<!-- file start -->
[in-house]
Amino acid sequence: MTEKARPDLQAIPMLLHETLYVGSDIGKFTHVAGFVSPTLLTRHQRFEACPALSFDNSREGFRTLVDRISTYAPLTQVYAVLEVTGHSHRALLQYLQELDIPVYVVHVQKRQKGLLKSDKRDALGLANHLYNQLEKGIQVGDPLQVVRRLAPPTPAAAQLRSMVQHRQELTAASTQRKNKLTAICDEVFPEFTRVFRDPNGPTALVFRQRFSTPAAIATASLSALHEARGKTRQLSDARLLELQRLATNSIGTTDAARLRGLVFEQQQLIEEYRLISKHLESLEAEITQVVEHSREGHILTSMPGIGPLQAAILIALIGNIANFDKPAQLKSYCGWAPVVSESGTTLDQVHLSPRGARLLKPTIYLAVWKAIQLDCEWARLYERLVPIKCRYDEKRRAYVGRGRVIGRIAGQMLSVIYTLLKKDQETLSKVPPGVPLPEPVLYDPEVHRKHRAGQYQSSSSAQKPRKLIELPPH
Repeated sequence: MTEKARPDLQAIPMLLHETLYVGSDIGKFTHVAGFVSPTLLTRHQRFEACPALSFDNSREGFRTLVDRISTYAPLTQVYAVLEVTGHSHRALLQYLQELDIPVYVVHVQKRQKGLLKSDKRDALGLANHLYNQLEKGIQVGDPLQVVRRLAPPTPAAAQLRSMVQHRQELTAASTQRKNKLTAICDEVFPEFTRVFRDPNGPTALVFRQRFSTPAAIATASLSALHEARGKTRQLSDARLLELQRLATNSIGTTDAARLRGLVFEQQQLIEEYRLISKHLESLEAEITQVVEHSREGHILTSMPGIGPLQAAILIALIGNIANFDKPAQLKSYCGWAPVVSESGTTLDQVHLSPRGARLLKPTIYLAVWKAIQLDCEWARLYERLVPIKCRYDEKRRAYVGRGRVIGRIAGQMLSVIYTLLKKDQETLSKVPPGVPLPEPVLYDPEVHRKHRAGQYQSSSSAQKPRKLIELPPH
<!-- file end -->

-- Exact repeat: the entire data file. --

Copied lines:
[in-house]
Amino acid sequence: MTEKARPDLQAIPMLLHETLYVGSDIGKFTHVAGFVSPTLLTRHQRFEACPALSFDNSREGFRTLVDRISTYAPLTQVYAVLEVTGHSHRALLQYLQELDIPVYVVHVQKRQKGLLKSDKRDALGLANHLYNQLEKGIQVGDPLQVVRRLAPPTPAAAQLRSMVQHRQELTAASTQRKNKLTAICDEVFPEFTRVFRDPNGPTALVFRQRFSTPAAIATASLSALHEARGKTRQLSDARLLELQRLATNSIGTTDAARLRGLVFEQQQLIEEYRLISKHLESLEAEITQVVEHSREGHILTSMPGIGPLQAAILIALIGNIANFDKPAQLKSYCGWAPVVSESGTTLDQVHLSPRGARLLKPTIYLAVWKAIQLDCEWARLYERLVPIKCRYDEKRRAYVGRGRVIGRIAGQMLSVIYTLLKKDQETLSKVPPGVPLPEPVLYDPEVHRKHRAGQYQSSSSAQKPRKLIELPPH
Repeated sequence: MTEKARPDLQAIPMLLHETLYVGSDIGKFTHVAGFVSPTLLTRHQRFEACPALSFDNSREGFRTLVDRISTYAPLTQVYAVLEVTGHSHRALLQYLQELDIPVYVVHVQKRQKGLLKSDKRDALGLANHLYNQLEKGIQVGDPLQVVRRLAPPTPAAAQLRSMVQHRQELTAASTQRKNKLTAICDEVFPEFTRVFRDPNGPTALVFRQRFSTPAAIATASLSALHEARGKTRQLSDARLLELQRLATNSIGTTDAARLRGLVFEQQQLIEEYRLISKHLESLEAEITQVVEHSREGHILTSMPGIGPLQAAILIALIGNIANFDKPAQLKSYCGWAPVVSESGTTLDQVHLSPRGARLLKPTIYLAVWKAIQLDCEWARLYERLVPIKCRYDEKRRAYVGRGRVIGRIAGQMLSVIYTLLKKDQETLSKVPPGVPLPEPVLYDPEVHRKHRAGQYQSSSSAQKPRKLIELPPH